Adjust slider to filter visible comments by rank

Display comments: newest first

grondilu
5 / 5 (3) Nov 18, 2013
> Scientists want to know why Mars went from being warm and wet during its first billion years, to the cold and dry place it is today.

Wasn't it just due to low gravity and lack of magnetic field against solar wind?

I guess it's always good to get confirmation or something, but considering this mission is $671 million, I can't help wonder if this money could not have been better used to study an other celestial body.
TheKnowItAll
1.4 / 5 (8) Nov 18, 2013
Considering their true goal this is money well spent. Obviously this craft will have a multitude of uses but that's for them to know and for us to find out...in time.
Sinister1811
4 / 5 (1) Nov 18, 2013
Wasn't it just due to low gravity and lack of magnetic field against solar wind?


Yeah, so true. I can't imagine it would've been anything more than that. They're spending $671 million to find out what they already knew. lol

I can't help wonder if this money could not have been better used to study an other celestial body.


I actually would've preferred that too. Getting a little tired of Mars. Pretty soon, we'll know more about it than our own planet.
grondilu
3 / 5 (2) Nov 19, 2013
Pretty soon, we'll know more about it than our own planet.


I would not be surprised if that appeared to be already true. I mean, our planet is bigger, most of it is covered by deep oceans or ice sheets, it is also an active planet which means there are still lots of stuff to learn about volcanoes, seismology and all... Mars is very boring in comparison.
Sinister1811
not rated yet Nov 19, 2013
I couldn't agree more, grondilu. You summed it up better than I could.
GSwift7
5 / 5 (1) Nov 20, 2013
Well, I partially agree with some of the comments, but there's a bit more to it.

We are creating a catalog of exoplanets. They are too far away and too dim to really know very much about them, so we have to guess. The only way to guess is by understanding how planets develop and how different types of planets might be similar or different. For example, is the magnetic field required to hold an atmosphere, or can you do without it?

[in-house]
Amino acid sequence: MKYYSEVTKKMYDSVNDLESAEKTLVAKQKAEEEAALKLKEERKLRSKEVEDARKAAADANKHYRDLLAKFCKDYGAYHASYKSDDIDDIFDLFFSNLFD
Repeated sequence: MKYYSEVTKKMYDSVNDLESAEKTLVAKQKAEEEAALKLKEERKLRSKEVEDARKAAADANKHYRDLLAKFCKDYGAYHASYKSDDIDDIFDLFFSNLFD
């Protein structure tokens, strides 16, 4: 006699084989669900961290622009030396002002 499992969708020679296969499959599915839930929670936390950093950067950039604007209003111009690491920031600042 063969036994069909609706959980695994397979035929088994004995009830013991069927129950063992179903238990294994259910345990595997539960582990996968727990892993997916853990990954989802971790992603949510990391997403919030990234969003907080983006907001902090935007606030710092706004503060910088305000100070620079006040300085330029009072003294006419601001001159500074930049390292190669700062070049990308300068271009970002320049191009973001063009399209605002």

As we learn what the rules are, we can predict a few things about exoplanets that we cannot see directly. Then we can make more intelligent decisions about how to explore them in the future. Mars is a popular target because it is accessible and because it is so similar to Earth, but so different. We really need to know why Mars isn't more like Earth.
Zephir_fan
Nov 20, 2013
This comment has been removed by a moderator.
GSwift7
5 / 5 (2) Nov 21, 2013
BTW I'm unpleasantly surprised, that NASA wants to pull out the Curiosity mission


Did you even read the story you linked to?

First, that is an old story from July.

Second, the review isn't until 2014, with the decision taking effect no sooner than 2015 budget (so Curiosity will be about 3 years old by then).

Third, it's actually the +15 year old Cassini mission, with a broken primary instrument, that will be partially defunded, not Curiosity.

Fourth, defunding old missions when they have accomplished their job and usually a whole lot more is part of the normal plan of operation. You use what you learned with the previous mission so that you can build the next mission better. You don't want to spend billions of dollars unless you think you can get the mission to work. For example, it would have been insane to do something like Curiosity on your first trip to Mars. The time and expense of space exploration force you to take baby steps. They are very smart about how they do it
Q-Star
4 / 5 (1) Nov 21, 2013
It's evident, whole this research is driven with various lobbyist groups of provider companies:


Zeph, glad to ya looking so much like yourself. I hope ya''re well. Zeph, ya would be surprised if ya learned more about these "provider companies". The greatest portion of "provider companies" are not companies at all. They are the the universities, researchers and governmental agencies who conduct the missions. Ya can't go down to Satellites-R-Us to order up satellites. Each one is built for a very specific mission with very specific tasks. Usually by and under the supervision of research teams.

it's easier to collect billions of dollars for a new rover, than few millions for remote operation of old one, because the later one is not so lucrative


But ya can't do new science with old rovers. The old rovers provide ya with the data to ask new questions. "Wow, would ya look at this? Man I wish we had known this before because then we could included a,,,,,,, "